I did mention that a few heavy-duty topics have been in the Jamaican news over the past few weeks. Here is one that I had not touched on at all (and, in fact, it has not had great prominence in the news either, since our local media has been preoccupied with politics and scandals. More on that anon).
The issue of amendments to the Sexual Offences Act has dragged on for a long time, it seems to me. However, after all the discussions and reviews, the Joint Select Committee of Parliament established to review the Sexual Offences Act and related Acts have produced their report, which backs away from several critical pieces of legislation (despite the recommendations of Jamaica AIDS Support for Life, back in 2016).
“I think this approach by the committee was quite cowardly,”said human rights lawyer Tenesha Myrie and JASL’s Policy & Advocacy Officer Patrick Lalor. Ms. Myrie noted that, while “some gains were made,” largely due to energetic advocacy from civil society, the report released on December 11 – but that major concerns remain.
When are our political leaders going to become enlightened on matters relating to sexual behaviour? What are they afraid of? As Ms. Myrie says:
It is a dangerous approach, as historical movements have taught us that the fight for recognition of each person’s humanity and dignity should never be left to the ‘tyranny of the majority’. Going forward, the Parliament of Jamaica must ensure that any and all changes to the sexual offences laws and related laws are done in a way that provides equal protection for all persons in Jamaica.
Here is JASL’s press release from last week:
JASL Disappointed with the SOA Report from the Joint Select Committee of Parliament
Friday, December 14, 2018. KINGSTON, Jamaica – Jamaica AIDS Support for Life (JASL) notes with disappointment the decision by the Joint Select Committee of Parliament (JSCP) established to review the Sexual Offences Act and other related Acts, not to amend several key pieces of legislation aimed at protecting the most vulnerable populations from violence and abuse, in keeping with the organisation’s 2016 recommendations.
The Report of the JSCP, which comes more than a year after the Committee heard submissions and held a retreat to discuss the matter, failed to consider and review critical existing pieces of legislation which purport, among other things, to protect women, children, the disabled and the elderly from violence and abuse, with particular emphasis on the offences and punishment under these pieces of legislation.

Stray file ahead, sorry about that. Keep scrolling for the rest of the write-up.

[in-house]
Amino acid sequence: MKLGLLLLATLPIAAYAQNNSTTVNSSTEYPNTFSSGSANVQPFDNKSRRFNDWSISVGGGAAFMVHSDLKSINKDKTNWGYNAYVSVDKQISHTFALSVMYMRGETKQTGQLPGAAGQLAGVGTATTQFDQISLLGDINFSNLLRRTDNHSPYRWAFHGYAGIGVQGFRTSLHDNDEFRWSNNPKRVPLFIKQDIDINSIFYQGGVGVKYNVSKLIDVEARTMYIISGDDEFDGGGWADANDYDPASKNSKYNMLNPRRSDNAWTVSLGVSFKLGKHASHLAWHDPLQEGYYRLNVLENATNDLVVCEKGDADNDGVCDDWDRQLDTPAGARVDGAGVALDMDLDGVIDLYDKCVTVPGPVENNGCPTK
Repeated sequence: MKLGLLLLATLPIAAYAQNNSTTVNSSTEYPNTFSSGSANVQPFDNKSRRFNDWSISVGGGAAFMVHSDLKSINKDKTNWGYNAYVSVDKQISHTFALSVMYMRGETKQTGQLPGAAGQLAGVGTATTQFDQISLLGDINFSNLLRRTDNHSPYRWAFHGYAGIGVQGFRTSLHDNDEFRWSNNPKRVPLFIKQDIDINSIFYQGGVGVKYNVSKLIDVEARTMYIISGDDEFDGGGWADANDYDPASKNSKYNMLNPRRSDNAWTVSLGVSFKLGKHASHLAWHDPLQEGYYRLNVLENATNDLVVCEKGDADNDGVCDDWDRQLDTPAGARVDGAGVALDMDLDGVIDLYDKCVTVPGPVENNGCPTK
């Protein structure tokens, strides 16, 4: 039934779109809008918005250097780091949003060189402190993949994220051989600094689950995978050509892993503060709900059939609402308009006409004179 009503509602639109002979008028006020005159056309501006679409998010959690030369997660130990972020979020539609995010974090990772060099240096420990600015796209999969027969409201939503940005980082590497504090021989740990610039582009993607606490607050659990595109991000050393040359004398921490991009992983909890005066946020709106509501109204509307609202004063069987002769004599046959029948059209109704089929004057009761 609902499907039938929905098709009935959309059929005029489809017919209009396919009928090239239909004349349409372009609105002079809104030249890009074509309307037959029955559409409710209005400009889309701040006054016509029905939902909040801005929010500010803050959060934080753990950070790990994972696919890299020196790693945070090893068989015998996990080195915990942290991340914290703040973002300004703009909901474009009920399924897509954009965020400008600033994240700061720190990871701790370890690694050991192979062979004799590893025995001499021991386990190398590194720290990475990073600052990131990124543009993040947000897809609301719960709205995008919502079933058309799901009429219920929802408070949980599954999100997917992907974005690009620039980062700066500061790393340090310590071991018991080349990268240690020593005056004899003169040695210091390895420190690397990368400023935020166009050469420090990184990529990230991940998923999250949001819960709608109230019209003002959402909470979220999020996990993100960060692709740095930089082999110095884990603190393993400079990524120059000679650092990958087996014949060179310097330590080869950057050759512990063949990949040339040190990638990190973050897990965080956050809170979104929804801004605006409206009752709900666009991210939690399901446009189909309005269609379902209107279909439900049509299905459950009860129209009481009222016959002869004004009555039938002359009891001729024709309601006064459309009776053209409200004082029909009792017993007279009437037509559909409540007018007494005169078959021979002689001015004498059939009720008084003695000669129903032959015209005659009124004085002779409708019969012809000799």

JASL notes that the JSCP found common ground on recommendations such as the removal of marital rape, the restricting of Sections 23(i) to decriminalise specific beneficiaries of sex work; and suggested increases in the fines for breaches of protection orders, even proposing a review of the Domestic Violence Act. Notwithstanding, JASL is disturbed by the fact that the JSCP largely avoided dealing with the overarching public health-related issues raised in its submission.
Among the recommendations the Committee failed to amend are i) broadening the Sexual Offences Act to adopt a gender-neutral language throughout the Act; ii) broadening the definition of Sexual Intercourse to include the penetration of the mouth or anus by a penis, or any other body part or object and iii) broadening the offence of Rape to include non-consensual penetration of the mouth or anus by a penis or object.
The Committee also failed to act in the interest of Jamaica’s youth by refusing to amend legislation to allow persons under the age of sixteen to be provided with sexual and reproductive health services, commodities and information without parental consent, in specific circumstances, and providing immunity from prosecution for Health Care Professionals who provide such services in the clinical and best interest of the minor.
JASL is further disheartened that the Committee saw it fit to include the criminalisation of willful transmission of sexually transmitted infections including HIV, a move considered retrograde of any Parliamentary Committee given that countries around the world are moving away from this having realized its deleterious effects on public health.
JASL believes that a more comprehensive discussion on the matters is imminent if, as a society, we are to adequately address the needs of the vulnerable and safeguard the nation’s health.
CONTACT: Robyn Miller
Project & Communications Coordinator
Telephone: (876) 925-0021/22, 969-0282/6597
Mobile: (876) 347-3575